In this issue, J.B. Wogan gives thoughtful consideration to an idea that most people accept uncritically in discussions of cities: that population growth equals success. As Detroit Mayor Mike Duggan put it to The Wall Street Journal shortly after taking office three years ago, “The single standard a mayor should be defined on is whether the population of the city is going up or going down.” The issue, as Wogan shows, is actually much more complicated than that.
For one thing, even if a city’s residents do not directly benefit from a growing population, there are others -- powerful others -- who do. In a 1976 article in The American Journal of Sociology, Harvey Molotch added a new phrase to the urban lexicon: the growth machine. Molotch defined this entity as one that is made up of the real estate industry, commercial developers, banks, utilities, retailers and others who work to elect and lobby public officials who will make policy decisions that increase a city’s population. They do this in an attempt to increase what Molotch called the “exchange value” of property -- its economic or market worth. Residents, on the other hand, are often more interested in the “use value” of their property -- its worth as a place to live. They may oppose actions that increase the exchange value out of fear that higher property taxes will drive them out of neighborhoods to which they have emotional and familial attachments.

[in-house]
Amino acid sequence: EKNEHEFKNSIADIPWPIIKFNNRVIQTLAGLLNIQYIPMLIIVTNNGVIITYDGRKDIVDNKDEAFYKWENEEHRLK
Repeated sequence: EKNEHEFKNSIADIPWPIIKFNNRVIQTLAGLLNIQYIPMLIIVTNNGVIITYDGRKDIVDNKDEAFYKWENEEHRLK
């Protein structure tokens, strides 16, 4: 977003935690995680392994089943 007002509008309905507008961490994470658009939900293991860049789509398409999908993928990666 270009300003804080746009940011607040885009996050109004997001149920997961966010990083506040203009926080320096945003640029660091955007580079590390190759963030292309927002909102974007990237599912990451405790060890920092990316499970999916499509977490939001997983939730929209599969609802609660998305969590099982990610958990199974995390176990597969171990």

This tension can be seen playing itself out in lots of political spats within cities. The battles are often characterized as the neighborhood activists versus the downtown interests, and the outcomes usually favor the latter. After all, the growth machine has deep pockets to hire lobbyists, lawyers and consultants whose job it is to promote their agendas.
It seems to me that the best measure of a city’s success, and perhaps a way to reconcile some of these tensions, is to focus not on population growth, but instead on a kind of growth. City leaders should pay more attention to the use value, and, in doing so, should pursue population density, which provides the concentration of resources necessary to improve urban amenities and therefore quality of life. Density enhances sustainability, limits sprawl, makes transit more efficient, increases access to jobs and reduces social isolation, among other benefits.
As I once told a radio talk show host, “The future belongs to the dense.” He had a lot of fun with that, but the case for density is a strong one that even the growth machine ought to be able to get behind.